Vendredi 31
C6 - International Issues and the Environment in honor of Yolande Hiriart
Chair: Aurélien Saussay
› 14:55 - 15:20 (25min)
› Room 1.17
The Impacts of Energy Prices on Industrial Foreign Investment Location: Evidence from Global Firm Level Data
Aurélien Saussay  1, 2@  , Misato Sato  3, *@  
1 : Observatoire Français des Conjonctures économiques  (OFCE)  -  Site web
Institut d'Études Politiques [IEP] - Paris, Fondation Nationale des Sciences Politiques [FNSP]
Centre de recherche en économie de Sciences Po - 69 quai d'Orsay - 75340 Paris cedex 07 -  France
2 : Centre International de Recherche sur lÉnvironnement et le Développement  (CIRED)  -  Site web
Centre National de la Recherche Scientifique : UMR8568, Ecole des Ponts ParisTech, AgroParisTech, École des Hautes Études en Sciences Sociales, Centre de Coopération Internationale en Recherche Agronomique pour le Développement : UMR56
45 bis, avenue de la Belle Gabrielle - 94736 Nogent-sur-Marne Cedex -  France
3 : Grantham Research Institute on Climate Change and the Environment, LSE  (LSE)
* : Auteur correspondant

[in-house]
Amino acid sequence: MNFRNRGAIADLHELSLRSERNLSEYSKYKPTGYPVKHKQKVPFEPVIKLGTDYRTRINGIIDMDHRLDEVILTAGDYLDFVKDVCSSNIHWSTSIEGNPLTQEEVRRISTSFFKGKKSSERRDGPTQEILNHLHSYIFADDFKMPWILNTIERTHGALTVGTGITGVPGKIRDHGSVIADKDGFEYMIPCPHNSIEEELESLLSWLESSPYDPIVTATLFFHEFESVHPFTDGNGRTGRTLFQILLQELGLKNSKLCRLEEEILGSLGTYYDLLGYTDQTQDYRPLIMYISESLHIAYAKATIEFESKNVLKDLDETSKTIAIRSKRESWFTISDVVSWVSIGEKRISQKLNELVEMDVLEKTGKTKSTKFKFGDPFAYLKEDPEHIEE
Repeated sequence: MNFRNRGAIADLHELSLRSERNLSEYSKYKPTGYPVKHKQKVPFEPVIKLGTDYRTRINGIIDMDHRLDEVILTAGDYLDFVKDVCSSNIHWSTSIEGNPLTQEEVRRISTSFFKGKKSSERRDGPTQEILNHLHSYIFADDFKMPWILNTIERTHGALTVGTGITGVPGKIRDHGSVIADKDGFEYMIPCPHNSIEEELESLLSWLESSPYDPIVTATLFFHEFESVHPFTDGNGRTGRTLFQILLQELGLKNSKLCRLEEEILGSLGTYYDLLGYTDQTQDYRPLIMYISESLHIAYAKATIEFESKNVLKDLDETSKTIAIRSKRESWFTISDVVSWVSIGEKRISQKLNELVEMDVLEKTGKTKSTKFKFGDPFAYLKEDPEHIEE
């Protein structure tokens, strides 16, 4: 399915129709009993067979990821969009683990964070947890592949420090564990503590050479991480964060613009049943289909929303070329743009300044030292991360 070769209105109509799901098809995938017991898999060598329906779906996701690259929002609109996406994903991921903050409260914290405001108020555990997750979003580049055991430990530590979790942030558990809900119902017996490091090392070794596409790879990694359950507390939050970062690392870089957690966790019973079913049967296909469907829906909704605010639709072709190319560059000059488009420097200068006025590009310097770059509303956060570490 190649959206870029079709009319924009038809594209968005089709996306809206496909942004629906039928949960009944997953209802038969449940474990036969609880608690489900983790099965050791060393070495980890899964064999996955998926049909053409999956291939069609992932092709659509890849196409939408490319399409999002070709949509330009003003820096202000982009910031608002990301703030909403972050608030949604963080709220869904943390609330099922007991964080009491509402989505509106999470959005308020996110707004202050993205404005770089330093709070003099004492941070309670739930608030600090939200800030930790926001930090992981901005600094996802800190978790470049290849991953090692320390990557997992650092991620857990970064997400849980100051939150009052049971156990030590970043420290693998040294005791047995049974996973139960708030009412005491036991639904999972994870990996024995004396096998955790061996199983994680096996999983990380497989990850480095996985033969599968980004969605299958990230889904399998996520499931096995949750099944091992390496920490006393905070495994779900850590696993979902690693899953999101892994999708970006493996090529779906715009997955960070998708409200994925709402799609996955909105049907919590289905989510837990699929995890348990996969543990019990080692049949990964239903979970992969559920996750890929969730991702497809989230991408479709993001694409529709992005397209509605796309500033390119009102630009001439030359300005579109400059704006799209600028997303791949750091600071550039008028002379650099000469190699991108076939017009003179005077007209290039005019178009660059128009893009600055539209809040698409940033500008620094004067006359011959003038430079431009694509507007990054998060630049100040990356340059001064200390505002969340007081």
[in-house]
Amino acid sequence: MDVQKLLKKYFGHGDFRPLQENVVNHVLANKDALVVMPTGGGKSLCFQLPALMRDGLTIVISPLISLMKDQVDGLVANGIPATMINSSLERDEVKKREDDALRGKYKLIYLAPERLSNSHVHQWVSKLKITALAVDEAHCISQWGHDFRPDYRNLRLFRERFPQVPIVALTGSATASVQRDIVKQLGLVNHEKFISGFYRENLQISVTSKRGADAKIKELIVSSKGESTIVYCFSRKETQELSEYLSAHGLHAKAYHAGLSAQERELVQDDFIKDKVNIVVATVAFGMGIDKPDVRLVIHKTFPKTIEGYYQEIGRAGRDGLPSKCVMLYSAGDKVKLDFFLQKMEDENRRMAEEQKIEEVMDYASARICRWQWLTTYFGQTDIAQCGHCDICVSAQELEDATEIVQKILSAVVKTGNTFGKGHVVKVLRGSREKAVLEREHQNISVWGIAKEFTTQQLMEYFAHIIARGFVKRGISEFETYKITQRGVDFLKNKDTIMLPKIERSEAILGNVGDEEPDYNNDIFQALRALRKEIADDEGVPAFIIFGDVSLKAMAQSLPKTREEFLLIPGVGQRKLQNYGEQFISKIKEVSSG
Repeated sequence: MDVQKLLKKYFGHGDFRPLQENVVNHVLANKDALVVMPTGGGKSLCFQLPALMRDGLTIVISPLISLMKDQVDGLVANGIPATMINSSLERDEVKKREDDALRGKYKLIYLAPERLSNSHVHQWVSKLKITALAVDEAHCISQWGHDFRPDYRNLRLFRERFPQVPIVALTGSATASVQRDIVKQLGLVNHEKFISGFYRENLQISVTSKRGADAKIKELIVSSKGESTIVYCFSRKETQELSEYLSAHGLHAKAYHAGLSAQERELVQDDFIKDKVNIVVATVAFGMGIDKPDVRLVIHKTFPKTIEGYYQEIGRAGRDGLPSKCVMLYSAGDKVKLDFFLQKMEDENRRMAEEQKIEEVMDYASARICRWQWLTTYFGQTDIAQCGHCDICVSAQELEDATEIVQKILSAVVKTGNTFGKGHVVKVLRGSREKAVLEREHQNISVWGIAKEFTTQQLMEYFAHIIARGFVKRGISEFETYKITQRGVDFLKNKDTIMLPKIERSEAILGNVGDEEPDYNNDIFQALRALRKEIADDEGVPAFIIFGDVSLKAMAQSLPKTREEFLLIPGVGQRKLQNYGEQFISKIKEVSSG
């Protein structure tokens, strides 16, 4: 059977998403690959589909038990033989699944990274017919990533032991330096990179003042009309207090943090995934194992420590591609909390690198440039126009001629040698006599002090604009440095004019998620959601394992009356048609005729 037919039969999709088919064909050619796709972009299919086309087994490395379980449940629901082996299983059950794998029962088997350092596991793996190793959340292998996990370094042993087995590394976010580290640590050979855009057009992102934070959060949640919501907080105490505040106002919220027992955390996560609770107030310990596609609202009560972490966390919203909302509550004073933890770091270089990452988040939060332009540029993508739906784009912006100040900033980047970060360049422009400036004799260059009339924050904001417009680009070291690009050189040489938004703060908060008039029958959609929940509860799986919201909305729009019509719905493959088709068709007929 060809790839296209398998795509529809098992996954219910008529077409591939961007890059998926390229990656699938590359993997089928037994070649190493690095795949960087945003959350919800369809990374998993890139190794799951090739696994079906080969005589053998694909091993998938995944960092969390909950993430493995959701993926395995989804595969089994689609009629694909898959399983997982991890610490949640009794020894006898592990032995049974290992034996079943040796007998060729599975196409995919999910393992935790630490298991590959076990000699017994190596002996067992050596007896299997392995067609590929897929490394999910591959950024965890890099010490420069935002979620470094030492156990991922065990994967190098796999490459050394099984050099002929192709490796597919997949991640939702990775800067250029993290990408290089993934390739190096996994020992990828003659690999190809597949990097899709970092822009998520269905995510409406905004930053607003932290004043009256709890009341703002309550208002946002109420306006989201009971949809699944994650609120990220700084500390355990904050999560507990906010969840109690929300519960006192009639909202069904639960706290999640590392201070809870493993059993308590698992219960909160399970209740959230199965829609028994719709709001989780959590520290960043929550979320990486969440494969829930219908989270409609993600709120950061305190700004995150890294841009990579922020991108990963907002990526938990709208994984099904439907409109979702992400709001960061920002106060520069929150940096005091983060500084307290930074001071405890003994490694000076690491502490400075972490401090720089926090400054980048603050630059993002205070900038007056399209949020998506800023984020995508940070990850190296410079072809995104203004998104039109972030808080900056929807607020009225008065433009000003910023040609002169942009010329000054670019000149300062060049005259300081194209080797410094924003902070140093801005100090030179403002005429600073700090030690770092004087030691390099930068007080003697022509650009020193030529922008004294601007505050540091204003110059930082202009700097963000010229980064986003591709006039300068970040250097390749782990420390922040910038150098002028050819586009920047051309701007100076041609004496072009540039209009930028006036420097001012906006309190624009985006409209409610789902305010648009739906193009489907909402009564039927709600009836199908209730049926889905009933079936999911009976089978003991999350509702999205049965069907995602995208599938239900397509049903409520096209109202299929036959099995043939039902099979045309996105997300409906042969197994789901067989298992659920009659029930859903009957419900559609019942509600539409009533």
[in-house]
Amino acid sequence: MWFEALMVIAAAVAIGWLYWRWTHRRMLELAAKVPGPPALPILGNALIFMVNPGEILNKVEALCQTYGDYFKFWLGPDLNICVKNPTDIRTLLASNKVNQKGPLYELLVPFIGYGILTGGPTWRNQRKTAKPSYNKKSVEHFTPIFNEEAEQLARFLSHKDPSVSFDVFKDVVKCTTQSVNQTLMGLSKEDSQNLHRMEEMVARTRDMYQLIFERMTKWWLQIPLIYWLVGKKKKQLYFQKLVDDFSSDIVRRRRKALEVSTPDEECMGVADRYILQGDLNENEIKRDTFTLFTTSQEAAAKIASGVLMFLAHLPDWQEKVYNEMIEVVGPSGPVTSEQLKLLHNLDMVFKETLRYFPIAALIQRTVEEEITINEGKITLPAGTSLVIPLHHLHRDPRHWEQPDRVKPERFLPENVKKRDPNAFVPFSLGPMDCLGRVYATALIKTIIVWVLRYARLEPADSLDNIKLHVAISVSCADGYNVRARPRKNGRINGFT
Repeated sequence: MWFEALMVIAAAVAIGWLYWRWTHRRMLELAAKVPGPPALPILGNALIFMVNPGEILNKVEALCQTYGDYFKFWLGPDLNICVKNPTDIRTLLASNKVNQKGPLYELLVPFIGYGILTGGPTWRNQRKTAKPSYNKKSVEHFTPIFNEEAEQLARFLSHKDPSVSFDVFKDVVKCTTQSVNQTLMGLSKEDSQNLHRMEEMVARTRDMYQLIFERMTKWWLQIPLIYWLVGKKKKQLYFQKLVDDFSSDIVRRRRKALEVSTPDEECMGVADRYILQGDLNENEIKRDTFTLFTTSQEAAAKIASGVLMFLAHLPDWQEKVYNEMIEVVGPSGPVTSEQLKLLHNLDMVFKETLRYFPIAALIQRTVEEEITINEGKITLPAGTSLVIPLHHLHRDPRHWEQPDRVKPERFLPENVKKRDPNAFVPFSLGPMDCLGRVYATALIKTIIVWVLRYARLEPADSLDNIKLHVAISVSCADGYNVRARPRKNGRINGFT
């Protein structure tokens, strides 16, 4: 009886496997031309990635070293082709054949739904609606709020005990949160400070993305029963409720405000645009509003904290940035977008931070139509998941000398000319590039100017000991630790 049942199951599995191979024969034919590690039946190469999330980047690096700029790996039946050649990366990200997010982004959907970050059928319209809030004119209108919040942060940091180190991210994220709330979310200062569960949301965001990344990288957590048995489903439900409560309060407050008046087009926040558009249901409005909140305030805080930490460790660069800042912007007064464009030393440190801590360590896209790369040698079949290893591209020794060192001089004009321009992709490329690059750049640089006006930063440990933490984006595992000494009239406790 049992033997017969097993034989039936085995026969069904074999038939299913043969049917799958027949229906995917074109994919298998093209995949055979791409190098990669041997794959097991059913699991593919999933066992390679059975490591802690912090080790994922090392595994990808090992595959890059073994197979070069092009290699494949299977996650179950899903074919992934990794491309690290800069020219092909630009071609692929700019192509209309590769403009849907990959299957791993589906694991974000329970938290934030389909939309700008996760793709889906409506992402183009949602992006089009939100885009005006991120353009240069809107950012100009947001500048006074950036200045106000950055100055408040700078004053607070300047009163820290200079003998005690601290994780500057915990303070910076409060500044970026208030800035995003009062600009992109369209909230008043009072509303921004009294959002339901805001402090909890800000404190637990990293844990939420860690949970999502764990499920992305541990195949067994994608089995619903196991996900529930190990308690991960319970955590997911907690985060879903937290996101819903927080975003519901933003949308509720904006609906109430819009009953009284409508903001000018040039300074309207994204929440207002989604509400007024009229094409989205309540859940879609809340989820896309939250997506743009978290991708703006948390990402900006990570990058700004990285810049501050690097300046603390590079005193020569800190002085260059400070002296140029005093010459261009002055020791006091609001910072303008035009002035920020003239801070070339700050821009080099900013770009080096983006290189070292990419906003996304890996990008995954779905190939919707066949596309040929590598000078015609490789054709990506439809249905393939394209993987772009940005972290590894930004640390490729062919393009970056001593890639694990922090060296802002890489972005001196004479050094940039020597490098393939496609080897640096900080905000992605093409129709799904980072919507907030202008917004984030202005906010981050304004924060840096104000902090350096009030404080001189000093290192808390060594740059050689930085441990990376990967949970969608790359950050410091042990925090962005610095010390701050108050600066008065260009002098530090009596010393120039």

As countries pursue environmental protection at differing speeds, there is significant variation in energy prices across the world. This paper investigates whether the basic logic of comparative advantage can explain the patterns of industrial firms' investment location decisions, particularly focusing on the role of heterogeneous energy prices. To overcome the lack of global, disaggregated sector-level bilateral FDI data, we use an exhaustive Thomson-Reuters dataset of all cross-border M&A deals in the manufacturing sector across 41 countries, both OECD and non-OECD. Our final dataset includes close to 70,000 deals -- of which 22,000 are cross-border -- between 1995 and 2014 and covers 23 manufacturing subsectors. We specify a conditional logit model linking M&A activity to relative bilateral energy prices. To control for the large number of potential confounding factors, our identification strategy rests on within-country cross-sectoral energy price differentials. We then estimate our model using a custom PPML estimator, designed to accommodate our specific high-dimensional fixed effects structure. We find that industrial firms perform more cross-border investments when the differential between their domestic sectoral energy price and that of foreign countries increases. Specifically, we find that a 10% increase in the relative energy price differential between two countries is expected to increase by 2.5% the number of firms acquired in the lower energy price country by firms based in the more expensive country. This result has important implications for the adoption of environmental policies which affect energy prices. In particular, it suggests that uncompensated unilateral carbon taxation runs the risk of leading to offshoring and carbon leakage in industrial sectors.

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